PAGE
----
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--------------- Print Magazine --------------
 
  May 2016
 
  April 2016
 
 
 
 
LEGAL ARTICLE

LEGAL REFORMS ARE NECESSARY

raffic accidents have stopped shocking whether it is the death of one or a dozen people, by the blueline buses or the brats of the rich or of high and mighty, by their pricy vehicles. A teenaged girl driving rashly and negligently, in a hit and run case, killed a young engineering student and his five year old cousin, who were on their motor cycle in Chandigarh. A witness had said that the girl was drunk but as she surrendered the next day, the charge of drunken driving could not be sustained. But after surrender, she was promptly given bail. Incidentally, she was studying in the USA, where punishment for this kind of offence is much more serious along with the permanent deprivation of the driving license.

For cancelling a driving license in our country is tortuous. Even if it is rarely done, there are plenty of avenues to get licenses from other States, both genuine and fake. It is so as the Government does not have a National Register of Driving licenses, like as of All India Arms licenses or a National Register of Citizens.

The maximum punishment for this crime under the law is two years imprisonment, if found guilty. The statistics for the year 2007 show that India has registered 4,18,657 road accidents with 1,14,590 fatalities, which comes to 313.94 causalities per day or 13.08 traffic deaths per hour or a death every 4.58 minutes. We are still carrying on the laws given to us by the Britishers in 1863, in which we make a fine distinction between an act which does not amount to murder and a murder committed with a motive or due to malice. A killing is still a killing whether it is done by a truck or a car or another vehicle.

The Satyam Scam ( put variously at Rs. 24,000 crores to 35,000 crores) accused was given bail on health ground. Satyam case is nothing but a mockery of the justice. CBI has traced more than 400 fictitious companies floated by the main accused Raju and his associates for the purpose of diverting the alleged proceeds of the crime. Nearly 2000 acres of land, acquired by Raju and his family with the proceeds of crime has been identified by the CBI.

Incidentally, Satyam founder Raju had confessed to the crime of Rs.7000 crores, on 7th January, 2009. The point here is that once the accused has confessed his crime, do we need to go on with the case by producing witnesses after witnesses in the court and prolonging the trial for years together. A simple amendment to the laws has to be made that after an accused has voluntarily confessed to crime, the court will proceed to dispose of the case on the basis of his confession. Heavens will not fall and no rights of the accused under the Constitution will be adversely affected because such a confession, to be admissible in the court of law, is always made before a Judicial Magistrate, competent to record confession. It will send the right message that the accused has been punished on his own confession.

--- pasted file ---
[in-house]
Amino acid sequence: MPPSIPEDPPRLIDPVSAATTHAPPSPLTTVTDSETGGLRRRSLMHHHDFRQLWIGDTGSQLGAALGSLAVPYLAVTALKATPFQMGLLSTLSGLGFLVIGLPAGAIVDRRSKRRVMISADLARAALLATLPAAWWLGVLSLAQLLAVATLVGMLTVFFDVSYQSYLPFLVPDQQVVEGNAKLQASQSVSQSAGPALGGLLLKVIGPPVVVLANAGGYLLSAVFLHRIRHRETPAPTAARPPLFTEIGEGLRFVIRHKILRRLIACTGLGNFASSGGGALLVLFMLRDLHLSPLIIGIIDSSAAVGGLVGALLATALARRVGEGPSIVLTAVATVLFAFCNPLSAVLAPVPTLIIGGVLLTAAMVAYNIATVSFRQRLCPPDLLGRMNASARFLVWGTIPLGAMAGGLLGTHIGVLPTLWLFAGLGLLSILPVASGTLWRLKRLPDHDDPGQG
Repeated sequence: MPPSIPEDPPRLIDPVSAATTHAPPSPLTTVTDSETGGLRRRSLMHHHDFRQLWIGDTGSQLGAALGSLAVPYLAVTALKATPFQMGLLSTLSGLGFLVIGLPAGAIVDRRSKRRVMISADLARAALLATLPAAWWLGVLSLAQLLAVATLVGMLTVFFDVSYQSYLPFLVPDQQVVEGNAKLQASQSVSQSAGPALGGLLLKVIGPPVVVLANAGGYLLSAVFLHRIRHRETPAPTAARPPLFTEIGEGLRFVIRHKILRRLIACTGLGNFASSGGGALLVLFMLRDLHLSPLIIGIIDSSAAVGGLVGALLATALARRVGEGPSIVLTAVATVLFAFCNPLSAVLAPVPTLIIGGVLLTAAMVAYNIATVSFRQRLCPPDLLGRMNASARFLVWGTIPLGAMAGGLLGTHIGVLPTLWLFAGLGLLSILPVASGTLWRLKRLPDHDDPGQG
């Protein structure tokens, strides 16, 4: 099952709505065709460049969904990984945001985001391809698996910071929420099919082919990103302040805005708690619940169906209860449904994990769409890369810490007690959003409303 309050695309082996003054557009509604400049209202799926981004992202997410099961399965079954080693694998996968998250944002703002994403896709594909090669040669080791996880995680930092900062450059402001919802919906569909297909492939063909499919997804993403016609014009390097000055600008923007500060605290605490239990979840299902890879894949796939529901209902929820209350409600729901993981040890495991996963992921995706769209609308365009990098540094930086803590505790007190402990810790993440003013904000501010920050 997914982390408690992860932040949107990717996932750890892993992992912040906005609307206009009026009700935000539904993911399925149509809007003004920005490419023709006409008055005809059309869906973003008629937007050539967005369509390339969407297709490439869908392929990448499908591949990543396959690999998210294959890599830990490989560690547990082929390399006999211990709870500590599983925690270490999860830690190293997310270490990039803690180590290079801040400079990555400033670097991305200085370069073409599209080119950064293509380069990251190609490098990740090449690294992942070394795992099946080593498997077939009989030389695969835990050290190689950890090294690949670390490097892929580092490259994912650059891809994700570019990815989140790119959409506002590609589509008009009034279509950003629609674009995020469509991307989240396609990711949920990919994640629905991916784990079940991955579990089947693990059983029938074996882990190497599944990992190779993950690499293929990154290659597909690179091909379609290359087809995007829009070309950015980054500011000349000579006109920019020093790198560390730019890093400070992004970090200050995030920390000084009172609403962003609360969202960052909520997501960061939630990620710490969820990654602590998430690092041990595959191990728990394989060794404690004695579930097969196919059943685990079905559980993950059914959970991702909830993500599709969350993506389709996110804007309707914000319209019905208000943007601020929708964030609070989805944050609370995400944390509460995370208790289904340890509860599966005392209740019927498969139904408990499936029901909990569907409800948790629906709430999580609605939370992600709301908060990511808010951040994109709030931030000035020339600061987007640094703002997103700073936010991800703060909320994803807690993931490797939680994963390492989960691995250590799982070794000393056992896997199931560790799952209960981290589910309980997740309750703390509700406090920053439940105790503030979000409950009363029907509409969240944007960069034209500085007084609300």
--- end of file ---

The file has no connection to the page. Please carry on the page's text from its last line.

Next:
This exactly happened in the case of the surviving terrorist of the Mumbai attacks where even after two years, the accused is still to be punished. With this kind of approach in dealing with the criminals, we are giving an impression to the common citizens that law is more keen to give escape routes, to the criminals rather than punishing them for their well deserved crimes.

The Supreme Court observed on 17th August, 2010 again that "the criminal justice system is either crumbling or has crumbled", after taking note that the High Courts had stayed trials and later forgot all about the cases.

According to the information furnished to the Supreme Court, 10,541 criminal trials were stayed by Allahabad High Court. Of these, 9% were pending for more than 20 years and 21% for over a decade. This means that the stay of trial in 30% of heinous offences continued for more than 10 years.

Judiciary is proclaimed by all high and mighty as one of the pillars of good governance and democracy, but successive Governments have starved it of the funds and wherewithal to improve the justice delivery system.

It is a fact that the Government had meted out stepmotherly treatment to the judiciary, leading to a huge pendency in subordinate courts. The Chief Justice of India observed on 18th August, 2010, "Time has come for the judiciary to raise its own resources to meet expenses on account of judicial infrastructure, which is lacking in several States". The Court has decided to set up a Special Purpose Vehicle (SPV), under which money, as and when raised, would be earmarked for "judicial infrastructure".

In 2004, the present Prime Minister, while addressing a conference of Chief Ministers and Justices had said that the Government litigation, including the appeals, which mostly fail, accounts for 70% of cases, which outcrowds the citizens cases. He had also observed that such appeals should not have been filed in the first instance.

You do not need Solomon's Intelligence to take corrective measures, if you wish. If the Government waits to do everything till it is absolutely right, as it has been doing for so called consultations, it will not probably do anything to change the present state of affairs. The Prime Minister is considered as the top leader in the world. He knows the way. He should not only go the way, but also show the way.

 
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